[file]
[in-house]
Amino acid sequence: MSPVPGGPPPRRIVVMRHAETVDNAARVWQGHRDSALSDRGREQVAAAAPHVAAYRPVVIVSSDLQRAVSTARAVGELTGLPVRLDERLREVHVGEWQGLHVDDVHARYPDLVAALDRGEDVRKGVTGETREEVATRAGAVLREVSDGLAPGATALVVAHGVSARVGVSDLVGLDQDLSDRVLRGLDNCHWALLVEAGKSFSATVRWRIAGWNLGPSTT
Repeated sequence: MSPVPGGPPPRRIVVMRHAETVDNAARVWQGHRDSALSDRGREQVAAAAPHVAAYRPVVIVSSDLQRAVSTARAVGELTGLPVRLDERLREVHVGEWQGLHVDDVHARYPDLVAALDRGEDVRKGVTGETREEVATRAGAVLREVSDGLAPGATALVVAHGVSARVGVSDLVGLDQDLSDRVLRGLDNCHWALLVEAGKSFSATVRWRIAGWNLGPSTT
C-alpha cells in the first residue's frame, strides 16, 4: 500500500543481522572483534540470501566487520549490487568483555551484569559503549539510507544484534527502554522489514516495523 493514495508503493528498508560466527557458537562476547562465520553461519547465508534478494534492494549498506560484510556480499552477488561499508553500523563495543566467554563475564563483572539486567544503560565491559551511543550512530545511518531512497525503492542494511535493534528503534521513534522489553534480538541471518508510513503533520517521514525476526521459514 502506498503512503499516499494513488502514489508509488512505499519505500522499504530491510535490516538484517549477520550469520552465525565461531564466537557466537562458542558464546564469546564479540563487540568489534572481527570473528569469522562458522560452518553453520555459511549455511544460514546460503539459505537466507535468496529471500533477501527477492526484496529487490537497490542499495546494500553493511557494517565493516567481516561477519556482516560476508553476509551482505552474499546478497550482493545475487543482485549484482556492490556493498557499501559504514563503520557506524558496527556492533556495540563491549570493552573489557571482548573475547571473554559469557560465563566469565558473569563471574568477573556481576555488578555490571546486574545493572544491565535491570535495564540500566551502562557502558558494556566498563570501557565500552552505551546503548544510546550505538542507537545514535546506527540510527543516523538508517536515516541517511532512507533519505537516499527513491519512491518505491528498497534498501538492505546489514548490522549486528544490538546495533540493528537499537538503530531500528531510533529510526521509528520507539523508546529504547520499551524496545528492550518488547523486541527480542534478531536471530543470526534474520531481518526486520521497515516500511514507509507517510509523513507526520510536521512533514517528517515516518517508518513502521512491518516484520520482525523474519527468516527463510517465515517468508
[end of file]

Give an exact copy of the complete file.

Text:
[in-house]
Amino acid sequence: MSPVPGGPPPRRIVVMRHAETVDNAARVWQGHRDSALSDRGREQVAAAAPHVAAYRPVVIVSSDLQRAVSTARAVGELTGLPVRLDERLREVHVGEWQGLHVDDVHARYPDLVAALDRGEDVRKGVTGETREEVATRAGAVLREVSDGLAPGATALVVAHGVSARVGVSDLVGLDQDLSDRVLRGLDNCHWALLVEAGKSFSATVRWRIAGWNLGPSTT
Repeated sequence: MSPVPGGPPPRRIVVMRHAETVDNAARVWQGHRDSALSDRGREQVAAAAPHVAAYRPVVIVSSDLQRAVSTARAVGELTGLPVRLDERLREVHVGEWQGLHVDDVHARYPDLVAALDRGEDVRKGVTGETREEVATRAGAVLREVSDGLAPGATALVVAHGVSARVGVSDLVGLDQDLSDRVLRGLDNCHWALLVEAGKSFSATVRWRIAGWNLGPSTT
C-alpha cells in the first residue's frame, strides 16, 4: 500500500543481522572483534540470501566487520549490487568483555551484569559503549539510507544484534527502554522489514516495523 493514495508503493528498508560466527557458537562476547562465520553461519547465508534478494534492494549498506560484510556480499552477488561499508553500523563495543566467554563475564563483572539486567544503560565491559551511543550512530545511518531512497525503492542494511535493534528503534521513534522489553534480538541471518508510513503533520517521514525476526521459514 502506498503512503499516499494513488502514489508509488512505499519505500522499504530491510535490516538484517549477520550469520552465525565461531564466537557466537562458542558464546564469546564479540563487540568489534572481527570473528569469522562458522560452518553453520555459511549455511544460514546460503539459505537466507535468496529471500533477501527477492526484496529487490537497490542499495546494500553493511557494517565493516567481516561477519556482516560476508553476509551482505552474499546478497550482493545475487543482485549484482556492490556493498557499501559504514563503520557506524558496527556492533556495540563491549570493552573489557571482548573475547571473554559469557560465563566469565558473569563471574568477573556481576555488578555490571546486574545493572544491565535491570535495564540500566551502562557502558558494556566498563570501557565500552552505551546503548544510546550505538542507537545514535546506527540510527543516523538508517536515516541517511532512507533519505537516499527513491519512491518505491528498497534498501538492505546489514548490522549486528544490538546495533540493528537499537538503530531500528531510533529510526521509528520507539523508546529504547520499551524496545528492550518488547523486541527480542534478531536471530543470526534474520531481518526486520521497515516500511514507509507517510509523513507526520510536521512533514517528517515516518517508518513502521512491518516484520520482525523474519527468516527463510517465515517468508